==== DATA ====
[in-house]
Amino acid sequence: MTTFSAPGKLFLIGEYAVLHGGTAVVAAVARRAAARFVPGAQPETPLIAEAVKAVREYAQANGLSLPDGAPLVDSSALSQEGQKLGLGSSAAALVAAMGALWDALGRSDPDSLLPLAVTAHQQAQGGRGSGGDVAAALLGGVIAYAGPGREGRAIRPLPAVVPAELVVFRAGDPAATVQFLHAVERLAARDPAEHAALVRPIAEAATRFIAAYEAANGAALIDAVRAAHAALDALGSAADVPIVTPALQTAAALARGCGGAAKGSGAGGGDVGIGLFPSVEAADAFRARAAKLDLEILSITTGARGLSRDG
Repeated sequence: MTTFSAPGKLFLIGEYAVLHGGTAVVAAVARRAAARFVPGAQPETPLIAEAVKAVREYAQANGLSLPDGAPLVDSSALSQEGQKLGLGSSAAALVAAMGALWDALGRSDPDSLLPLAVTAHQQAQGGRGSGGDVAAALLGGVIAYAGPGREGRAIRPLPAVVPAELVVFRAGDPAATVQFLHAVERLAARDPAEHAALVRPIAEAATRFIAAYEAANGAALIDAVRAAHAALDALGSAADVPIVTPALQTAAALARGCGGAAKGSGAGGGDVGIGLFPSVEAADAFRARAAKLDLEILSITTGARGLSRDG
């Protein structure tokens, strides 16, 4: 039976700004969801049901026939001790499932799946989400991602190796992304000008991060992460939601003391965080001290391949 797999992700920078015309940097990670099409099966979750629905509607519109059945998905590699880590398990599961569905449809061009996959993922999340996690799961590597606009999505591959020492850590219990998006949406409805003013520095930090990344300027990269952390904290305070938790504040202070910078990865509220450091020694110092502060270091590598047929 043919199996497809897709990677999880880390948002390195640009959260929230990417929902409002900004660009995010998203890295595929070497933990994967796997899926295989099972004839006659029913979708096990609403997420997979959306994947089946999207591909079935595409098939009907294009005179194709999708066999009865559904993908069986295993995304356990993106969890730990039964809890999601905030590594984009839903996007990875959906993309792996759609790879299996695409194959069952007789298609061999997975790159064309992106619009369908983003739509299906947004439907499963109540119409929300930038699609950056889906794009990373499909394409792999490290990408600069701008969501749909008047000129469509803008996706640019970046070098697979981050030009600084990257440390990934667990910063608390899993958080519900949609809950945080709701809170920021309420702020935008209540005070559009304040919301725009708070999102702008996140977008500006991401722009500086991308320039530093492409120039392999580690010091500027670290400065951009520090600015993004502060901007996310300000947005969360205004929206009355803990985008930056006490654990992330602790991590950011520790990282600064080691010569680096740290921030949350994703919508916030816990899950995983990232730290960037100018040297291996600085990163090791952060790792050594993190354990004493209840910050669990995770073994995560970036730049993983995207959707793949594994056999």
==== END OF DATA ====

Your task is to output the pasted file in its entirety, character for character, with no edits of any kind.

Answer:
[in-house]
Amino acid sequence: MTTFSAPGKLFLIGEYAVLHGGTAVVAAVARRAAARFVPGAQPETPLIAEAVKAVREYAQANGLSLPDGAPLVDSSALSQEGQKLGLGSSAAALVAAMGALWDALGRSDPDSLLPLAVTAHQQAQGGRGSGGDVAAALLGGVIAYAGPGREGRAIRPLPAVVPAELVVFRAGDPAATVQFLHAVERLAARDPAEHAALVRPIAEAATRFIAAYEAANGAALIDAVRAAHAALDALGSAADVPIVTPALQTAAALARGCGGAAKGSGAGGGDVGIGLFPSVEAADAFRARAAKLDLEILSITTGARGLSRDG
Repeated sequence: MTTFSAPGKLFLIGEYAVLHGGTAVVAAVARRAAARFVPGAQPETPLIAEAVKAVREYAQANGLSLPDGAPLVDSSALSQEGQKLGLGSSAAALVAAMGALWDALGRSDPDSLLPLAVTAHQQAQGGRGSGGDVAAALLGGVIAYAGPGREGRAIRPLPAVVPAELVVFRAGDPAATVQFLHAVERLAARDPAEHAALVRPIAEAATRFIAAYEAANGAALIDAVRAAHAALDALGSAADVPIVTPALQTAAALARGCGGAAKGSGAGGGDVGIGLFPSVEAADAFRARAAKLDLEILSITTGARGLSRDG
């Protein structure tokens, strides 16, 4: 039976700004969801049901026939001790499932799946989400991602190796992304000008991060992460939601003391965080001290391949 797999992700920078015309940097990670099409099966979750629905509607519109059945998905590699880590398990599961569905449809061009996959993922999340996690799961590597606009999505591959020492850590219990998006949406409805003013520095930090990344300027990269952390904290305070938790504040202070910078990865509220450091020694110092502060270091590598047929 043919199996497809897709990677999880880390948002390195640009959260929230990417929902409002900004660009995010998203890295595929070497933990994967796997899926295989099972004839006659029913979708096990609403997420997979959306994947089946999207591909079935595409098939009907294009005179194709999708066999009865559904993908069986295993995304356990993106969890730990039964809890999601905030590594984009839903996007990875959906993309792996759609790879299996695409194959069952007789298609061999997975790159064309992106619009369908983003739509299906947004439907499963109540119409929300930038699609950056889906794009990373499909394409792999490290990408600069701008969501749909008047000129469509803008996706640019970046070098697979981050030009600084990257440390990934667990910063608390899993958080519900949609809950945080709701809170920021309420702020935008209540005070559009304040919301725009708070999102702008996140977008500006991401722009500086991308320039530093492409120039392999580690010091500027670290400065951009520090600015993004502060901007996310300000947005969360205004929206009355803990985008930056006490654990992330602790991590950011520790990282600064080691010569680096740290921030949350994703919508916030816990899950995983990232730290960037100018040297291996600085990163090791952060790792050594993190354990004493209840910050669990995770073994995560970036730049993983995207959707793949594994056999």